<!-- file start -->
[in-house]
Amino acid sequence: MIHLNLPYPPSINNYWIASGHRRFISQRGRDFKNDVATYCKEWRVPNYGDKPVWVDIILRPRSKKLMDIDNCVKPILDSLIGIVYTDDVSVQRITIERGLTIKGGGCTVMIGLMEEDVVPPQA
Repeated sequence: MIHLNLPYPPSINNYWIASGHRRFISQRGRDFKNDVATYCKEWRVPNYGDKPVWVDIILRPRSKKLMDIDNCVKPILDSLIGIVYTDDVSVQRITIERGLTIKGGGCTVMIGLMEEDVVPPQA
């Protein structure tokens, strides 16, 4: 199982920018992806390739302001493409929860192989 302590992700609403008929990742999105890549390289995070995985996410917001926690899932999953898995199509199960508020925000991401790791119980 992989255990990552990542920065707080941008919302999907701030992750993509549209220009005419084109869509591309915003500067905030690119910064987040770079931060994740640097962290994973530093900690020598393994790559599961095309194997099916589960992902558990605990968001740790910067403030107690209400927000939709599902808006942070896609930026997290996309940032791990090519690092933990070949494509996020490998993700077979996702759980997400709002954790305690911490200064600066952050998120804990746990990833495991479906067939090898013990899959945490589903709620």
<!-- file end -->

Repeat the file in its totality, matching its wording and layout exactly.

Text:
[in-house]
Amino acid sequence: MIHLNLPYPPSINNYWIASGHRRFISQRGRDFKNDVATYCKEWRVPNYGDKPVWVDIILRPRSKKLMDIDNCVKPILDSLIGIVYTDDVSVQRITIERGLTIKGGGCTVMIGLMEEDVVPPQA
Repeated sequence: MIHLNLPYPPSINNYWIASGHRRFISQRGRDFKNDVATYCKEWRVPNYGDKPVWVDIILRPRSKKLMDIDNCVKPILDSLIGIVYTDDVSVQRITIERGLTIKGGGCTVMIGLMEEDVVPPQA
């Protein structure tokens, strides 16, 4: 199982920018992806390739302001493409929860192989 302590992700609403008929990742999105890549390289995070995985996410917001926690899932999953898995199509199960508020925000991401790791119980 992989255990990552990542920065707080941008919302999907701030992750993509549209220009005419084109869509591309915003500067905030690119910064987040770079931060994740640097962290994973530093900690020598393994790559599961095309194997099916589960992902558990605990968001740790910067403030107690209400927000939709599902808006942070896609930026997290996309940032791990090519690092933990070949494509996020490998993700077979996702759980997400709002954790305690911490200064600066952050998120804990746990990833495991479906067939090898013990899959945490589903709620």